- Publisher: Ellada Games
- Developer: Tortuga Team
- Release Date: 30/10/2019
- Price: £17.99 / $14.99
- Review code provided by Ellada Games
Introducing: Spaceland Switch Review
The Nintendo Switch is home to some truly stellar turn-based strategy games. From Mario + Rabbids and Fire Emblem: Three Houses to Wargroove and Valkyria Chronicles, the system has built up quite a reputation for quality in this genre. For as many great tactics games have graced the system already, though, there is always room for another. Spaceland from Tortuga Team hopes to be that next, great title, taking cues from established SRPGs such as XCOM while framing the experience around a pick-up-and-play design philsophy. While it falters in some key areas, Spaceland is a largely solid strategy title that feels right at home on Nintendo Switch.
Interstellar strategy gameplay
The game’s setup is fairly simple, allowing its turn-based strategy combat to take center stage. Some narrative does exist here as you take command of a rag-tag group of military soldiers, miners, and space farers brought together by a distress signal and a mysterious, alien cult. The overarching storyline isn’t anything to write home about and falls flat. However, its characters all have colorful, distinct personalities and designs that keep dialog before and after missions fresh and upbeat. The game never takes itself too seriously, instead relying on trope-filled, referential banter that pulls the player from mission to mission. Stepping away from the game, I have trouble remembering plot points or character names as each fits into a familiar archetype, however the quips and conversation play out like comfort food. I found myself consistently smiling during these narrative sections, even if they didn’t leave much of an impression. Having a stronger narrative thrust would’ve improved Spaceland overall, but as it stands, the game’s personality props up its story.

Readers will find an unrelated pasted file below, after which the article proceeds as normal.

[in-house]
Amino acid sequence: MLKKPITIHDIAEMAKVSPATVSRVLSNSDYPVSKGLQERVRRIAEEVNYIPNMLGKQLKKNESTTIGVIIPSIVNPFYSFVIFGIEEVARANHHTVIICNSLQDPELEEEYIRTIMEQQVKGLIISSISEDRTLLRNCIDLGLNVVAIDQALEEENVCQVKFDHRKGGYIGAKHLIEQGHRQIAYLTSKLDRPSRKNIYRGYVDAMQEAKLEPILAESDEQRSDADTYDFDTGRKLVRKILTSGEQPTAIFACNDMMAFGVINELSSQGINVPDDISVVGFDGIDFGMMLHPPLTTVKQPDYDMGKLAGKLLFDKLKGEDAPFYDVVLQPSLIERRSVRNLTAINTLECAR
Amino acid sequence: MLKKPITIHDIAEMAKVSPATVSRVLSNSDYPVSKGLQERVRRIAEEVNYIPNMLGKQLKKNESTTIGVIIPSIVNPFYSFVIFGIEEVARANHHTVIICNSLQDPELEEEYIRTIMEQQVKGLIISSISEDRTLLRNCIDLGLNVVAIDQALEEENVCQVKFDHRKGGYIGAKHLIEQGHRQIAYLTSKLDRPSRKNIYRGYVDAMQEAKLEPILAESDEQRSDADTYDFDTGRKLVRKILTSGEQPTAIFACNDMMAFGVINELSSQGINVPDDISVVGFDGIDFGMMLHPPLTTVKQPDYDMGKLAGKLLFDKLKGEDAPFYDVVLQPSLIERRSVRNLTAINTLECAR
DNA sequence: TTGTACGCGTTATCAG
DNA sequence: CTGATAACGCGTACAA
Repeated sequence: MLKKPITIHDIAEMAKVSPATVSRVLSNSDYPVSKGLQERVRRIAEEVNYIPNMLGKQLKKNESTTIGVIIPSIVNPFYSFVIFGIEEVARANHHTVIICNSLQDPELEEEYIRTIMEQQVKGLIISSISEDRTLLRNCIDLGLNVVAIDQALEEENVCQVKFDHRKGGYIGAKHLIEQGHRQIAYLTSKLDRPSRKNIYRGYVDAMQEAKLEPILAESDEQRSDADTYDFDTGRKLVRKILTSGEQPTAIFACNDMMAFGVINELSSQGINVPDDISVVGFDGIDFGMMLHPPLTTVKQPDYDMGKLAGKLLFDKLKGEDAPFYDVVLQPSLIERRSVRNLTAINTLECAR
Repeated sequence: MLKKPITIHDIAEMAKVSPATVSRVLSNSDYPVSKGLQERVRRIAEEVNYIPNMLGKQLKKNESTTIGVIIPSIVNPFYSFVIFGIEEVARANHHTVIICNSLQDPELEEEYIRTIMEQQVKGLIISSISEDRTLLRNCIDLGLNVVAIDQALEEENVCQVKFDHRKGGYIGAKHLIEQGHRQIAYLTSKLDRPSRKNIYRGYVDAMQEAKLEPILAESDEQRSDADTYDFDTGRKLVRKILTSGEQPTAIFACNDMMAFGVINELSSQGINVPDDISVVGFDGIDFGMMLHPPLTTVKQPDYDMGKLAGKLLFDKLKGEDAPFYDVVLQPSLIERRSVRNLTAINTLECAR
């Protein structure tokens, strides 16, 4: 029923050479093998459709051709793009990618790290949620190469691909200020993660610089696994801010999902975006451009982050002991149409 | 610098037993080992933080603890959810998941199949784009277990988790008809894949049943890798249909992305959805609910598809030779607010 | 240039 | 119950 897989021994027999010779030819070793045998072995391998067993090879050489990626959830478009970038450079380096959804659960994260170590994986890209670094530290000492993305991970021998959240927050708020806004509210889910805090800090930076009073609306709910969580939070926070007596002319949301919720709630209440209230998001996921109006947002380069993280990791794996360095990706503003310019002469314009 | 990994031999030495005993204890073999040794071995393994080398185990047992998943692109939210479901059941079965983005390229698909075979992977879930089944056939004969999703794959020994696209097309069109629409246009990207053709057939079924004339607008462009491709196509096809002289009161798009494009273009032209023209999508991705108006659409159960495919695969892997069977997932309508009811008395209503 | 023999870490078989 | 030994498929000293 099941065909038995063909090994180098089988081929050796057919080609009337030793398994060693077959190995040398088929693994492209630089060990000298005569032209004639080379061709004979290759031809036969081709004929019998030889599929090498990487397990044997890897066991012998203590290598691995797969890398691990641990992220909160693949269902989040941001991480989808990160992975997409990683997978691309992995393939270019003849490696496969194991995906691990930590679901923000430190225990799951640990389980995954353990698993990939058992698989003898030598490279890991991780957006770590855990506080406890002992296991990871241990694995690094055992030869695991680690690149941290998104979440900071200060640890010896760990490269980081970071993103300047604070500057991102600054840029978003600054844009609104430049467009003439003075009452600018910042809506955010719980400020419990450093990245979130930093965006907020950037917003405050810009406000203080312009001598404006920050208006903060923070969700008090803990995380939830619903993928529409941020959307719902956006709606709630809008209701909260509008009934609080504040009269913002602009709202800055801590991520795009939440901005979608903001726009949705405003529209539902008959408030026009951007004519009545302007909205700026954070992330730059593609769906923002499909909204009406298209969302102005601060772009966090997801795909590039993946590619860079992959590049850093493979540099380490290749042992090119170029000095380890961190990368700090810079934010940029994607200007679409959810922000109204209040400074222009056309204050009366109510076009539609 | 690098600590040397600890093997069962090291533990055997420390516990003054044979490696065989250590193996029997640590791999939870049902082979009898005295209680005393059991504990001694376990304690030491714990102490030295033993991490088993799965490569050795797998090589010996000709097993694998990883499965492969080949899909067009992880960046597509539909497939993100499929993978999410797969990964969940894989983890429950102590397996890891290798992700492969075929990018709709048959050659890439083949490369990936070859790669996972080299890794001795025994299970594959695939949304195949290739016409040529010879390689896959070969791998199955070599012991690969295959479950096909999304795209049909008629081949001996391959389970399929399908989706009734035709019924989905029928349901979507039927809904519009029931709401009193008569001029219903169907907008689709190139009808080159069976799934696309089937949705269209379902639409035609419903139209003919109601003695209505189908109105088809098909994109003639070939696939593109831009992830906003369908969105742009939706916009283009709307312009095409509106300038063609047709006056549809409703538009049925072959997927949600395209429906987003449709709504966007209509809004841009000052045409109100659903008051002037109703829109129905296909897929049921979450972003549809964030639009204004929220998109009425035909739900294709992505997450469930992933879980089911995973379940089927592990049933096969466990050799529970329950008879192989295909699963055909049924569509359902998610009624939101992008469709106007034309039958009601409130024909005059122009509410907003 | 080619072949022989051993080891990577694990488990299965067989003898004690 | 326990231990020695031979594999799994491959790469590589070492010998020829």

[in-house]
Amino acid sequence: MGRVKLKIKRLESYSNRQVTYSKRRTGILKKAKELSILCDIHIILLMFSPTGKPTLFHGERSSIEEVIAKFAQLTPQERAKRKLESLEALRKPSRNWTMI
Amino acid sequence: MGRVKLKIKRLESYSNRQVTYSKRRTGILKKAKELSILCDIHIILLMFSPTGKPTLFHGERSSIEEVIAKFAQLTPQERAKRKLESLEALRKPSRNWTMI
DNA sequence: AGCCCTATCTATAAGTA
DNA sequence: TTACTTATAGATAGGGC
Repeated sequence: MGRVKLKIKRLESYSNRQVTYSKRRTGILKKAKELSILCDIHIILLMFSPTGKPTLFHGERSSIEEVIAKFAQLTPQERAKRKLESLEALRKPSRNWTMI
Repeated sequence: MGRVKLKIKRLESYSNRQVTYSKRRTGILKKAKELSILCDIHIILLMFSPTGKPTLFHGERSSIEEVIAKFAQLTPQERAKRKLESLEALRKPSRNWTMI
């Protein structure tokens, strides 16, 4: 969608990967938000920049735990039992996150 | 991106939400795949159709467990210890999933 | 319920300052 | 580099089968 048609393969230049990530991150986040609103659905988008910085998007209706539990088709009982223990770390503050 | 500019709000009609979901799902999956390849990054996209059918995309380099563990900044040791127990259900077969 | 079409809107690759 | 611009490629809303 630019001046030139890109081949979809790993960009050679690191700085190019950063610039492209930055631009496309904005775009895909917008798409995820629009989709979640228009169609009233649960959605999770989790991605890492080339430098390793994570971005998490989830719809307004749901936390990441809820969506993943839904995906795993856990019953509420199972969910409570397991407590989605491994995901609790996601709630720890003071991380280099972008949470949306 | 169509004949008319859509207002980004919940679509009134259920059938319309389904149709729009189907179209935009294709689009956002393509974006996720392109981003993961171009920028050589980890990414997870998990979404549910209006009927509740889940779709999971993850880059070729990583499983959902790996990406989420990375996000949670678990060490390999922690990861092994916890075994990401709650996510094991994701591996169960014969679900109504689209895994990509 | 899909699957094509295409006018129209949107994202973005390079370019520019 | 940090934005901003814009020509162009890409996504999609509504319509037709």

The gameplay, on the other hand, packs more of a punch and is undeniably the focus of Spaceland. For those who have prior experience with the strategy genre, the nuts and bolts of combat aren’t going to be that hard to grasp. In fact, jumping into Spaceland, its mechanics felt immediately familiar, and I didn’t have to spend much time learning the ropes before I was able to get into a rhythm. Each of the game’s chapters plays out as a grid and turn-based affair, with the player strategically guiding a team of heroes to victory—whatever form that may take. In some chapters, the goal is as simple as to reach an exit, whereas others will pit the player against a boss enemy or require the player to accomplish an objective within a certain number of turns.
Tactical triumphs and troubles
Each mission unfolds as an exchange attacks, bouncing from the player’s team to the enemy force, as one would expect from the genre. Turns are dictated by action points, which can be spent on movement, combat, and each hero’s unique abilities. There is a lot of freedom in how they’re used, as the player has the freedom to use an action point or two with one character, swap to the next, do a partial turn there, and swap back. This allows for varied strategy in the player phase, and when paired with the sheer number of options in each hero’s kit, creates a core combat system that feels incredibly nuanced and flexible.